And if the studio landscape of Georgia mirrors that of the actual state in a thriving way, seven of the major recording outfits—Atlanta’s Doppler, Patchwerk, Silent Sound, Tree Sound and ZAC and Athens’ Chase Park Transduction and John Keane Studios—have distinct personalities and specializations that complement one another.
PATCHWERK STUDIO: From Start to Finish
R&B, neo-soul and hip-hop are the core of Patchwerk Studio’s business, and owner Curtis Daniel draws clients in with his emphasis on quality over quantity, especially when it comes to serving an artist’s needs. “Our thing is we don’t sell studio time, we sell customer service,” says Daniel. “We stay up to date with equipment and gear, sure, but I always realize that anybody can buy the gear. We put an emphasis on the people we employ—good people, professionals who are experts at what they do. Everything’s taken care of from the candles to the tea to whatever you need ready to come in and create.”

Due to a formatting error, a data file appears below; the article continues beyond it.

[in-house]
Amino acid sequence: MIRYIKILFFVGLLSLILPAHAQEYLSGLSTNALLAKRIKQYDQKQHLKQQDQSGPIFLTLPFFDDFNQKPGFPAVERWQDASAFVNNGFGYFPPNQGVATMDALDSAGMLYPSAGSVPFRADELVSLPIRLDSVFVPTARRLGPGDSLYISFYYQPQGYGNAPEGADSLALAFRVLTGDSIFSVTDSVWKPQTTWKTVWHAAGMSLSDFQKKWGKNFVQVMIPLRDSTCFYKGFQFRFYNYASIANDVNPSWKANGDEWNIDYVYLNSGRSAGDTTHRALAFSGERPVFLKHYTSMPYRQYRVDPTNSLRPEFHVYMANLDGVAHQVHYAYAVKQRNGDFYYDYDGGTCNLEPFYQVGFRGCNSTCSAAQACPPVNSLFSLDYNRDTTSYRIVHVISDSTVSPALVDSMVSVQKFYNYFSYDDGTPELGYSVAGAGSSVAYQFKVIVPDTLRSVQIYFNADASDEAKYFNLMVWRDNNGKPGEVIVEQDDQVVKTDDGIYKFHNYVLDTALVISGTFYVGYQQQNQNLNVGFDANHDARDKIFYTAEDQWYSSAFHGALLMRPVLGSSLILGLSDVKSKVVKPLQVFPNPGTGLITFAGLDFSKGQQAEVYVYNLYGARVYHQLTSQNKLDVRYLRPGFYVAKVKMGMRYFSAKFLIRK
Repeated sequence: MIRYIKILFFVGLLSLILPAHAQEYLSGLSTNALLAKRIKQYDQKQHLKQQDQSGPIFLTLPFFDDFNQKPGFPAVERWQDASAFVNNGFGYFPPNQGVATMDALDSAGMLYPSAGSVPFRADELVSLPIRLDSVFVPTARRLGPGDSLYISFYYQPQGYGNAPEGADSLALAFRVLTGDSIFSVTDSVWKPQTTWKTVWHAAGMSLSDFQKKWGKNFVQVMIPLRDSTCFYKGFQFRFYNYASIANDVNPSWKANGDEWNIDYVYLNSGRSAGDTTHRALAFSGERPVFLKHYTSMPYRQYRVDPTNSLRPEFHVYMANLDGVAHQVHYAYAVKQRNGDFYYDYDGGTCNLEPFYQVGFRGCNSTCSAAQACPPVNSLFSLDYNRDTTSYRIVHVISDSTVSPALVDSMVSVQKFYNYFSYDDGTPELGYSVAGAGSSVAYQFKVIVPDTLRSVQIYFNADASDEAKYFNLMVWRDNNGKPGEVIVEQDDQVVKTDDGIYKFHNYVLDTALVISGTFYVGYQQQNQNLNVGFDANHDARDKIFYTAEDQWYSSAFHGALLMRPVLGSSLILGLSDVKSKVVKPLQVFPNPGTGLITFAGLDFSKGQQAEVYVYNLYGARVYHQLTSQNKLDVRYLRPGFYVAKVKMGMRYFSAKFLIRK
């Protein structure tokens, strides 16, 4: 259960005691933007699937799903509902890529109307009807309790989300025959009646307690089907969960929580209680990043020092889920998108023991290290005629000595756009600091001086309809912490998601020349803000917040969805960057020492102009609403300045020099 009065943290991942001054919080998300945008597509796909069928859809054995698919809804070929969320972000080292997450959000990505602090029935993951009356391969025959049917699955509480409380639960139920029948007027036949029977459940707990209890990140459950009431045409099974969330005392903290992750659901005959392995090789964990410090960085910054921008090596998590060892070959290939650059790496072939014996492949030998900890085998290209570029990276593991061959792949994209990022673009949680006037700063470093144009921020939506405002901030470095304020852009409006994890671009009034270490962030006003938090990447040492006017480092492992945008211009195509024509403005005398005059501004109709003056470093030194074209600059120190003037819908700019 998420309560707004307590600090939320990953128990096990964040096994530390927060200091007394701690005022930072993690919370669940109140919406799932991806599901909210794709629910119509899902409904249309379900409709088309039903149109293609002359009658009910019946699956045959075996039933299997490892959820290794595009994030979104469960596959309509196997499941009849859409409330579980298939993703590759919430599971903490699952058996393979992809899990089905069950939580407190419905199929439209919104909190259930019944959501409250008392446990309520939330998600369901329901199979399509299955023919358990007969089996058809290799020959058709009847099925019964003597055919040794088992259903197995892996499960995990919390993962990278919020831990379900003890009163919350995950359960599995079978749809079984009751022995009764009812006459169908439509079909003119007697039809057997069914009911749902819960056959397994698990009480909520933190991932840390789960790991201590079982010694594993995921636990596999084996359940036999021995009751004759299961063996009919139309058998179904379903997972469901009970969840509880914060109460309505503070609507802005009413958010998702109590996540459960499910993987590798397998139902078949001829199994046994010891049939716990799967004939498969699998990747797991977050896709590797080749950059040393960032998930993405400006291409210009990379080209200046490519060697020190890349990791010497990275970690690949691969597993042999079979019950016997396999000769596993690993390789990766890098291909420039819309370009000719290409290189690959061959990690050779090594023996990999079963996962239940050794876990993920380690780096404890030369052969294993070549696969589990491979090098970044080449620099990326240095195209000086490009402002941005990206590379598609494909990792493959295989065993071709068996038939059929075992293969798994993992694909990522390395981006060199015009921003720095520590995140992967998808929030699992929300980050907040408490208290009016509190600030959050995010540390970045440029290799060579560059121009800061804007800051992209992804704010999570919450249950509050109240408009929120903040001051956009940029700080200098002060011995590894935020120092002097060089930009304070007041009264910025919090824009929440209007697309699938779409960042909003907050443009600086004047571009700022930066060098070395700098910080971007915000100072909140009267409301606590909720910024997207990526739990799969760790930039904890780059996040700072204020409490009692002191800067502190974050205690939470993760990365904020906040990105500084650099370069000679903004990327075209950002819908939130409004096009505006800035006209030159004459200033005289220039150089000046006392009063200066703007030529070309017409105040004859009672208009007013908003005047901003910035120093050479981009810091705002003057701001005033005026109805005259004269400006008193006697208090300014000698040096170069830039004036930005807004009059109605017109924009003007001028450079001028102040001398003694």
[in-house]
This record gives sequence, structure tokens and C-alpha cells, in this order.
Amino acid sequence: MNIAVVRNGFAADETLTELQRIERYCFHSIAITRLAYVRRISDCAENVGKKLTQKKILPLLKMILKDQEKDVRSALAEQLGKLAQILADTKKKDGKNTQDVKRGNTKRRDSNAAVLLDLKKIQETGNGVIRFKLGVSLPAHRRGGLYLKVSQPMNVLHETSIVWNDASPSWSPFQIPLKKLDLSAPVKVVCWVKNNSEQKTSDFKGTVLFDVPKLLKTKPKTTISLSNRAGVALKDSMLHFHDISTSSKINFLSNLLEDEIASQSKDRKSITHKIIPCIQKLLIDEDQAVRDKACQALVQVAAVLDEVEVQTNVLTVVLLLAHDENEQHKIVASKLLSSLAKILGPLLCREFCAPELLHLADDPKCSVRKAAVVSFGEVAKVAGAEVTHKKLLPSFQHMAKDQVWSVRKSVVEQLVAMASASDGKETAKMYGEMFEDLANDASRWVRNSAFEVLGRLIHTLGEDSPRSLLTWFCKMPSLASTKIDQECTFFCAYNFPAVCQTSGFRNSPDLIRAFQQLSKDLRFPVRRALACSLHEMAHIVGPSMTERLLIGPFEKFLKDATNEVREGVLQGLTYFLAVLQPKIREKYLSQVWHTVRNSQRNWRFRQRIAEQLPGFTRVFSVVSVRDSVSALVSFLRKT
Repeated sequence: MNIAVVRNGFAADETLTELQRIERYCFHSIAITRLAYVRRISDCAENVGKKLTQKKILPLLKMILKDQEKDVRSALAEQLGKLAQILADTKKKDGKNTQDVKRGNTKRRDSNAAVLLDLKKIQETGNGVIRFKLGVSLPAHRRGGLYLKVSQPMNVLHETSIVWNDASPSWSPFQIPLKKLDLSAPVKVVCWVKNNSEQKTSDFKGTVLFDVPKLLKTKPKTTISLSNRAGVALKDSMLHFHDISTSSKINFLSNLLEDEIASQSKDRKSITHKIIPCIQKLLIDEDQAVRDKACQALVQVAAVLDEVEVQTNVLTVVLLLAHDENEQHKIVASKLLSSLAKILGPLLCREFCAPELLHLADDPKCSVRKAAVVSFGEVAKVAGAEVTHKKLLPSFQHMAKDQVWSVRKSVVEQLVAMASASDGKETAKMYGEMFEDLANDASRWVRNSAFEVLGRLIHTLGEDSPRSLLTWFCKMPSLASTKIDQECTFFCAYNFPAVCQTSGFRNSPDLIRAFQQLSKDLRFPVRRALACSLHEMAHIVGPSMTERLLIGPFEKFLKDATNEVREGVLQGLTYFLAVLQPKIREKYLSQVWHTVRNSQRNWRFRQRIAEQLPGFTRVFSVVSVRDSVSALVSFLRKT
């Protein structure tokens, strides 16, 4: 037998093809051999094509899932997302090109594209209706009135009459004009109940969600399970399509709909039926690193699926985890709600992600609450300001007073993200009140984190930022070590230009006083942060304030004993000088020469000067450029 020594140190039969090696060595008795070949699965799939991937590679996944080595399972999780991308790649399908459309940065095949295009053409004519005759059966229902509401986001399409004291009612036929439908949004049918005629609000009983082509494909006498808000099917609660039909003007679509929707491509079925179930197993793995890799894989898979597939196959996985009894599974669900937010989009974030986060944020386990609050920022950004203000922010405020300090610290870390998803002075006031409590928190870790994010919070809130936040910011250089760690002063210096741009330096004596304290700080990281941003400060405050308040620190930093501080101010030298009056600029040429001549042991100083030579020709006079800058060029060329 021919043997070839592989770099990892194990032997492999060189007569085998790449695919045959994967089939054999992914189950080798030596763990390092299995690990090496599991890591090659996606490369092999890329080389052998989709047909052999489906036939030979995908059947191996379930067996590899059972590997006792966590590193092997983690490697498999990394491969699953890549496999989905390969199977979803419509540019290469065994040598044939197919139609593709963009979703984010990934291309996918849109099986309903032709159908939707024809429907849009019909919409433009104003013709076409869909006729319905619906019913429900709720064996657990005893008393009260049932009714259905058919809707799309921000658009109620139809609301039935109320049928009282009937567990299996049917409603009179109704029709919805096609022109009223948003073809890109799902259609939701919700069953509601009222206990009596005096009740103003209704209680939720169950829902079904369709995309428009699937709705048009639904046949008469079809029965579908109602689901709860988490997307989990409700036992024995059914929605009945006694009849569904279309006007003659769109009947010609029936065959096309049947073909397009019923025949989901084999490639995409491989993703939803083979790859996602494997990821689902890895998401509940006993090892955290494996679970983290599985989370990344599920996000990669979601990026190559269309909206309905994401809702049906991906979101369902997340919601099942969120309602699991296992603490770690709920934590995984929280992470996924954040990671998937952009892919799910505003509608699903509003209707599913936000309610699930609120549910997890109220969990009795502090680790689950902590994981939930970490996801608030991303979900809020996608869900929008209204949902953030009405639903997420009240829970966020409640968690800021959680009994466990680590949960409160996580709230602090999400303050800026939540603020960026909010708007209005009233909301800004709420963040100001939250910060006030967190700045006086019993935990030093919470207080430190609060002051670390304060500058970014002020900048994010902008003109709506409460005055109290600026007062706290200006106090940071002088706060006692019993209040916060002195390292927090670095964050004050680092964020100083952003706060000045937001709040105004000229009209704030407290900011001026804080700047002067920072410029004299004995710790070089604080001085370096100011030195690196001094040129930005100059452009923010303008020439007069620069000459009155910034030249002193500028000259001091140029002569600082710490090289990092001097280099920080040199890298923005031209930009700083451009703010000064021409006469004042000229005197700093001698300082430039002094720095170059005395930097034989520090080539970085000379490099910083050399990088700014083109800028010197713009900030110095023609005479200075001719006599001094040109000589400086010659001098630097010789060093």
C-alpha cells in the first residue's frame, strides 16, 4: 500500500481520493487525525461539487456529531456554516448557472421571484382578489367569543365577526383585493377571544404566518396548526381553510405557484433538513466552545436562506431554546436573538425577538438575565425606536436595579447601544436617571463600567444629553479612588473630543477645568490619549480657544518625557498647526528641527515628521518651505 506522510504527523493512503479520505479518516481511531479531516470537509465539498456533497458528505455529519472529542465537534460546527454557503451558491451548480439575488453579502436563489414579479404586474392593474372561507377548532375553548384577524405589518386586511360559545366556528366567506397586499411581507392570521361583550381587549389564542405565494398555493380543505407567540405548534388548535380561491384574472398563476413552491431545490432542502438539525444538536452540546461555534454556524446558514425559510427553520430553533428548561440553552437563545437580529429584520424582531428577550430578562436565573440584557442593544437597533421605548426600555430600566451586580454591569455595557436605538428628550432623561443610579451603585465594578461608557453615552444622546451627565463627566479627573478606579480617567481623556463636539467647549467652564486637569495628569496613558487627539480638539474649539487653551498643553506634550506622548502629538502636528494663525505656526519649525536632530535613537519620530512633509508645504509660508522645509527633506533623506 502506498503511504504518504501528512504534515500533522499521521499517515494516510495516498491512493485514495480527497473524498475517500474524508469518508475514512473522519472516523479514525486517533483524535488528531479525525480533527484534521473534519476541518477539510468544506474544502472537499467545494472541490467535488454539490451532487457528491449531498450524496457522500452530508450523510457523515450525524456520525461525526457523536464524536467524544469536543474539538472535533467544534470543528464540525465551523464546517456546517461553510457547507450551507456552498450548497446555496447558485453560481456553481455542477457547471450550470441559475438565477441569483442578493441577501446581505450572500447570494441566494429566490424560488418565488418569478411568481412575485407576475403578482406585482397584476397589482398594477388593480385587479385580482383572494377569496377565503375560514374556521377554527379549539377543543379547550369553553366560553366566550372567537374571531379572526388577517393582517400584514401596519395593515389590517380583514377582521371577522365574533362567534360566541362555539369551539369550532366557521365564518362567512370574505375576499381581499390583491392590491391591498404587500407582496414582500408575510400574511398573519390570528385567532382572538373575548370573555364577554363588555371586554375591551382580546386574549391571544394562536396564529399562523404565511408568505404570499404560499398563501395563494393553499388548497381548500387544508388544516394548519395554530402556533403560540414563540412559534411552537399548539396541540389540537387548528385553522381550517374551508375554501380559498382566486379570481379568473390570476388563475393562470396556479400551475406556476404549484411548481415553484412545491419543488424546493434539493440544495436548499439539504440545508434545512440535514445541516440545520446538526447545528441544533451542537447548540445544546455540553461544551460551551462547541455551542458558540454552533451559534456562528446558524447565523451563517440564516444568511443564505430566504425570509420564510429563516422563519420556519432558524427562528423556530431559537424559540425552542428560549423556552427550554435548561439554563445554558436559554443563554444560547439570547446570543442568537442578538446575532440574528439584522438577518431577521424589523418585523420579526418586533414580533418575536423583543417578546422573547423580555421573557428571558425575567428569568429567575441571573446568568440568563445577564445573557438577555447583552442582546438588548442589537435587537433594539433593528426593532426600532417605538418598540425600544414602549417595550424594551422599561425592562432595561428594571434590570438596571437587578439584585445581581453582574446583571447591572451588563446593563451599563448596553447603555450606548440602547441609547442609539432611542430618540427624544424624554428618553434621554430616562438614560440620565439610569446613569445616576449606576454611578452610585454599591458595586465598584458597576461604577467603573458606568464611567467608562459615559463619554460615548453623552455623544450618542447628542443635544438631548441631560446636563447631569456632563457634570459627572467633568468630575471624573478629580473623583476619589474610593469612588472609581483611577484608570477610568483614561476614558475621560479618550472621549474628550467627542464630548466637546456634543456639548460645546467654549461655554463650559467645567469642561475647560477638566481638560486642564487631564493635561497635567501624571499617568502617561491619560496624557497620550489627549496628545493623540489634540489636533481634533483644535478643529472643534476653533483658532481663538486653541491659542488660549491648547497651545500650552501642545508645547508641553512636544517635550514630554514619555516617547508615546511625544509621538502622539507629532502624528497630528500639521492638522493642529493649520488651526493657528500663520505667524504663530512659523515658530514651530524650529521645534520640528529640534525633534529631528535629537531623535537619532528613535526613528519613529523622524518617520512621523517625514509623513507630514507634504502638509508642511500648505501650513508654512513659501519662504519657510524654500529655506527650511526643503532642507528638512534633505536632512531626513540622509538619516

Patchwerk distinguishes itself among the studio community by offering financial services, through a partnership with GE Capital for those looking to lay down tracks, mix, master or engage in any part of the process. Daniel has also expanded his studio’s operations into physical CD and mixtape production, providing clients with a trustworthy production chain—a big deal in the hip-hop world.
“We do both store-ready and street-ready studio duplication all in one building, and we have mix engineers working alongside producers and master engineers. It eliminates the worry about an album getting leaked or bootlegged. Additionally, with everything all in one place, we don’t charge extra for producers attending the mastering, for instance, and that way communication’s clear between everybody. It’s all in service of the artist’s best interests.”